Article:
By Jason Koop,
Head Coach of CTS Ultrarunning
Throughout the history of ultrarunning, the Western States Endurance Run has served as a litmus test, or key indicator, of the state of the sport. Researchers, coaches, athletes, and fans look at the longitudinal data about finisher rates, the number of silver buckles awarded for sub-24hr finishes, the amount of time it takes runners to get through the lottery process, and the depth of elite men’s and women’s fields. The 2021 race was notable, but not for good reasons.
According to irunfar.com, the finishing rate for the 2021 Western States was 66%, which is the lowest it’s been since 2009. Similarly, only 57 runners finished in less than 24 hours to earn silver buckles, the lowest number since 2006.
So, what happened?
Don’t jump straight to the fact it was hot. It’s almost always hot at Western States and the heat this year wasn’t substantially different than it’s been in some previous years. The heat alone didn’t decimate the field, but it did expose and magnify deficiencies.
The major extenuating circumstance for Western States this year was the loss of a full season of racing due to the COVID pandemic. If the widely held theory that ultrarunners train too much and race too frequently were true, then a season without high-profile races should have resulted in a leap forward in performances and course records. And although I don’t believe over-racing or training too much are as prevalent or problematic as a lot of others believe, I did write that a year without major races was a chance for athletes to rebalance their training and shore up their weaknesses without the pressure of impending competitions. And with deferred entries already secured, they could create longer and more gradual buildups to their goal events, which in theory means you should be able to maximize fitness with less risk of injury.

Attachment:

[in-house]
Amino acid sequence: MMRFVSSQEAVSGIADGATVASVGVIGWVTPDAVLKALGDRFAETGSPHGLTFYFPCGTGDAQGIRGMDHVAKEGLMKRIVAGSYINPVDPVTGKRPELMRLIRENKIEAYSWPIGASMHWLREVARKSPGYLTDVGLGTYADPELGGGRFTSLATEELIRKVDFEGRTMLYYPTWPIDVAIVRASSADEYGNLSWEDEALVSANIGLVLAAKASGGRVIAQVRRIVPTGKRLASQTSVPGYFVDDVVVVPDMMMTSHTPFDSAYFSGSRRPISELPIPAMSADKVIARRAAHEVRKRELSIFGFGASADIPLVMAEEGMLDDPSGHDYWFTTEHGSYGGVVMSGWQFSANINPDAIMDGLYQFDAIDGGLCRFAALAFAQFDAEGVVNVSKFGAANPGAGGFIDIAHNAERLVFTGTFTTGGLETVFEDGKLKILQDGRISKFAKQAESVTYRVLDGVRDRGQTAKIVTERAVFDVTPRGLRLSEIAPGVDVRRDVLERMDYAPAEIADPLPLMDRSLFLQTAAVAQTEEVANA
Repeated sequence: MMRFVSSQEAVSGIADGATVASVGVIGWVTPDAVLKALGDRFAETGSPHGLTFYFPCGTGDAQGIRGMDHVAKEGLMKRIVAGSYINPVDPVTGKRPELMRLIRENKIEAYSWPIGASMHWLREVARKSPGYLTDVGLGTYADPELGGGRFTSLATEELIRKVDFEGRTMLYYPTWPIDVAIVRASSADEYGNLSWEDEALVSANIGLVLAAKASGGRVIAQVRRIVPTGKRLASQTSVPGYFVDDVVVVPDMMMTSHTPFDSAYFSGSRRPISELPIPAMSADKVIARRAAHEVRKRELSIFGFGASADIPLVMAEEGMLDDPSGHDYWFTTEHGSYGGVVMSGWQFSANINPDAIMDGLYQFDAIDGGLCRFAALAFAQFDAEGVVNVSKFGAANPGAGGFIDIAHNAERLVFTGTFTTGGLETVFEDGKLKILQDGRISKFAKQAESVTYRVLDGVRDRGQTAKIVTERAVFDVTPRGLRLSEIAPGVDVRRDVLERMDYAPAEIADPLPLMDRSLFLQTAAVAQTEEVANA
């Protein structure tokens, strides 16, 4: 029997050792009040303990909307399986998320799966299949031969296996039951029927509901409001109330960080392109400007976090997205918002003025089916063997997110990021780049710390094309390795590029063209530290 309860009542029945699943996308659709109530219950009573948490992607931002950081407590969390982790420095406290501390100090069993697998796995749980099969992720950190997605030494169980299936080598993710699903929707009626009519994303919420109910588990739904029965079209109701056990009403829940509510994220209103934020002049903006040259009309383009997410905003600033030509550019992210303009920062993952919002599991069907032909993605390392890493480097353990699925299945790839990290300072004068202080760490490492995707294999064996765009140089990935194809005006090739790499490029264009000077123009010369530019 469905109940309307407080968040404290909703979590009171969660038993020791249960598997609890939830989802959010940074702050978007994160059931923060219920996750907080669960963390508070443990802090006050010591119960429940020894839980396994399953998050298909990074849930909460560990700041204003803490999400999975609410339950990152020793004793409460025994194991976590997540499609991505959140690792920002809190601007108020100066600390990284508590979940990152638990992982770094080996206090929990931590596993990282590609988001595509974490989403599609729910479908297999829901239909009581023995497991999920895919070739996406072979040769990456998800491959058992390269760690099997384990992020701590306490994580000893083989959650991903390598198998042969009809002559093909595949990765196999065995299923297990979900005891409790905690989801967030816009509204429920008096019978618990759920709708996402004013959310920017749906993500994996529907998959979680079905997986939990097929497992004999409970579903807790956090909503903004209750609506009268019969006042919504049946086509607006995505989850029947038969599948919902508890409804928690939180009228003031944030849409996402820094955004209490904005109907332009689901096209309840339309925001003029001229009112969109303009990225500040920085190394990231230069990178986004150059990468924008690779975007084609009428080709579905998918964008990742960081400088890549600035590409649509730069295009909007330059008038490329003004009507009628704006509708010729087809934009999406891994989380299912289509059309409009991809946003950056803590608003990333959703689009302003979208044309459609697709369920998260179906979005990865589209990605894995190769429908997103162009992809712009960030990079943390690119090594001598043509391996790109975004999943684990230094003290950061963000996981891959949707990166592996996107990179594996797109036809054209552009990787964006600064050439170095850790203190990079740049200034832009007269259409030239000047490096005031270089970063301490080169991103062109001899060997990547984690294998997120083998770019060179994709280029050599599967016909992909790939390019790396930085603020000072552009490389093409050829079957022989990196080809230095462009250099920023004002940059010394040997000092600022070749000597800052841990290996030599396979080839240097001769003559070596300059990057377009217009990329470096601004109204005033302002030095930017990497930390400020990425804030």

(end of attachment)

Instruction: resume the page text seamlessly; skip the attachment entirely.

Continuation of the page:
But so far, that hasn’t happened. Instead, in the first high-profile, major event of the season, the field fell apart. And I’m purposely using broad terms because the drop in performance and competitiveness was pervasive throughout the categories. The only conclusion I can reach is that, despite their best efforts, athletes arrived at the race underprepared and undertrained.
Racing Really Matters
I don’t think that more runners failed to finish or took more than 24 hours to finish because they were lazy in training. Far from it. Rather, I think a season without major competitions has shown us that from a training perspective, racing really matters. Using B and C races in the process of building up to an A race creates training stimuli and learning experiences that are very difficult to replicate without toeing a start line. It’s not that runners couldn’t replicate race distances with backyard or virtual 50k, 50-mile, and 100-mile races. It’s that the stress of a major ultramarathon is greater than the sum of its parts and practicing and refining race-day routines (pacing, aid station habits, equipment choices, nutrition and hydration strategies, and competitive strategies) are big benefits of competing on a regular basis.
The good news is that the pathway back to higher finisher rates and faster times is ahead of us with the resurgence of the ultramarathon race calendar. Ultrarunners after the pandemic are fit, but rusty when it comes to putting it all together for race day. As those routines become more automatic again, maybe we’ll see that leap forward in performance I’ve been anticipating.